Figure 7.

Working model of the yeast response to gene mistranslations. Mistranslated proteins are folding substrates of molecular chaperones that compete with wild type client substrates for folding/refolding. Gradual accumulation of mistranslated proteins shifts the HSP-client binding equilibrium to the subpopulation of misfolded proteins, releasing client substrates from HSPs. This activates or inactivates natural HSP-client substrates depending on whether the HSP-client interaction is positive or negative. HSP substrate release deregulates cellular processes mediated by the HSP client proteins and remodels chaperone-chaperone networks, which are critical for cellular homeostasis. Increased protein folding/refolding and degradation increase ATP consumption leading to up-regulation of mitochondrial metabolism and ROS accumulation. Accumulation of mistranslated proteins in mitochondria also increases mitochondrial stress and ROS production. Mistranslated proteins that enter the secretory pathway accumulate in the ER and up-regulate ER resident chaperones, activating the UPR, further increasing ROS production. This leads to a deficit in protein secretion with consequences for cell membranes and cell wall structure and function. Aggregation of mistranslated proteins exacerbates proteotoxic stress, increases ATP consumption and activates the general stress response (ESR) through the transcription factors Msn2/4p and Yaps. Mistranslations also down-regulate ribosome biosynthesis, translational factors and CLIPS, exacerbating the negative consequences of mistranslations due to the critical role of CLIPS in folding newly synthesized proteins.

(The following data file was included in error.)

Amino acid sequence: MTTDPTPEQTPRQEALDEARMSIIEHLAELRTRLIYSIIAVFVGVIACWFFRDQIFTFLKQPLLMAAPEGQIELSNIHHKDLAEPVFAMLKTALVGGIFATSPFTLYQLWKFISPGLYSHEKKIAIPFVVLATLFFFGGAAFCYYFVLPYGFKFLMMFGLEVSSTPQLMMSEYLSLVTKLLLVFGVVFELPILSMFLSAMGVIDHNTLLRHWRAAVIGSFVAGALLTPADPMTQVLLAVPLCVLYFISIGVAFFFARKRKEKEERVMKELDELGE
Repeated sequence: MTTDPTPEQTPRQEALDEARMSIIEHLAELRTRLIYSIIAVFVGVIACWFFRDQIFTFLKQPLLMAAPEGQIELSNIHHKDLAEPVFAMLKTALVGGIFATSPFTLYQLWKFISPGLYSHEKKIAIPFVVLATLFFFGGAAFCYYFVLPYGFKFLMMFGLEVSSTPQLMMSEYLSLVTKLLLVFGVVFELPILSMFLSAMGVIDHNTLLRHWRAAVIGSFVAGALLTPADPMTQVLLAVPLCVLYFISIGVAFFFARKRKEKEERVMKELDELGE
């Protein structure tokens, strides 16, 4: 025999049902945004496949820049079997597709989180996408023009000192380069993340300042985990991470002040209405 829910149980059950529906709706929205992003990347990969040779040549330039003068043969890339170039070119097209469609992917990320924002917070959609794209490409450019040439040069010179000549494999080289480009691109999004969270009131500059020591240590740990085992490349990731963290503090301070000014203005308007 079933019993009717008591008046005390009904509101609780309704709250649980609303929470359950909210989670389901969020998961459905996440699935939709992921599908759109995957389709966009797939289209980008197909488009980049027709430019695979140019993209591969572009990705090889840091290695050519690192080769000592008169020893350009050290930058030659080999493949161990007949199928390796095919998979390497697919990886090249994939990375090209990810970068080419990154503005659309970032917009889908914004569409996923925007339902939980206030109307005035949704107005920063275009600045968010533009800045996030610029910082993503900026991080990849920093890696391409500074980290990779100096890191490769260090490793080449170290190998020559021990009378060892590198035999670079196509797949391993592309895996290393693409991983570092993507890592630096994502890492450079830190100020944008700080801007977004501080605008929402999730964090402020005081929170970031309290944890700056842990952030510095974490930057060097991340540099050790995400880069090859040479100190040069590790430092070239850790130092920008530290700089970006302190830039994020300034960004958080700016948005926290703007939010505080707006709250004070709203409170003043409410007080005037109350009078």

Paredes et al. BMC Biology 2012 10:55   doi:10.1186/1741-7007-10-55
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